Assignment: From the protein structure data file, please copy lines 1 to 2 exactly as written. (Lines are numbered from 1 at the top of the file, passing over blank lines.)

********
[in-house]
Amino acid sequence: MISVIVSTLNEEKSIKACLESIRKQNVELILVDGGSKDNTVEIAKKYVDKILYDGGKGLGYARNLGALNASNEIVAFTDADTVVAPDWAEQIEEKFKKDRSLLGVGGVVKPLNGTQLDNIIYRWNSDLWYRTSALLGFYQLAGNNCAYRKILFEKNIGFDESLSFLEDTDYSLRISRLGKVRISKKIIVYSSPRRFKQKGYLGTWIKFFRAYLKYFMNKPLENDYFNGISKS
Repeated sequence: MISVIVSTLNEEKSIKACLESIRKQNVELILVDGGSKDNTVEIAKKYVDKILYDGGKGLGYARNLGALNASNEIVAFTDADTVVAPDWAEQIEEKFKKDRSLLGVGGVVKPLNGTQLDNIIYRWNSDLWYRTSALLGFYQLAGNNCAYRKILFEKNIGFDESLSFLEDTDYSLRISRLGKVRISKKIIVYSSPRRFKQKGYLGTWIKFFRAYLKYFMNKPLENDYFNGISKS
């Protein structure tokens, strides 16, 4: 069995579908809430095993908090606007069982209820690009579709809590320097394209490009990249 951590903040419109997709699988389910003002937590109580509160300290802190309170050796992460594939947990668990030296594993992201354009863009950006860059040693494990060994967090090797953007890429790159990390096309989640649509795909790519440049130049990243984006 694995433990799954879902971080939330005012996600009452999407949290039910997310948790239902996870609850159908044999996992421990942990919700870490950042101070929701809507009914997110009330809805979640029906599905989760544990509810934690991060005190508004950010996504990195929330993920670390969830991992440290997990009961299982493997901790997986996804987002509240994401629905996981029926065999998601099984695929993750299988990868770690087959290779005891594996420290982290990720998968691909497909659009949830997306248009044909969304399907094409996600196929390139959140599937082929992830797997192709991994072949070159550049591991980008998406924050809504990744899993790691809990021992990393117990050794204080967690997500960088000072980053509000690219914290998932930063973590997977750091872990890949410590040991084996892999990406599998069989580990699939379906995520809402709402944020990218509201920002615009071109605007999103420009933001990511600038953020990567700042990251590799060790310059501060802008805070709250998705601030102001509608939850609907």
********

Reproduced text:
[in-house]
Amino acid sequence: MISVIVSTLNEEKSIKACLESIRKQNVELILVDGGSKDNTVEIAKKYVDKILYDGGKGLGYARNLGALNASNEIVAFTDADTVVAPDWAEQIEEKFKKDRSLLGVGGVVKPLNGTQLDNIIYRWNSDLWYRTSALLGFYQLAGNNCAYRKILFEKNIGFDESLSFLEDTDYSLRISRLGKVRISKKIIVYSSPRRFKQKGYLGTWIKFFRAYLKYFMNKPLENDYFNGISKS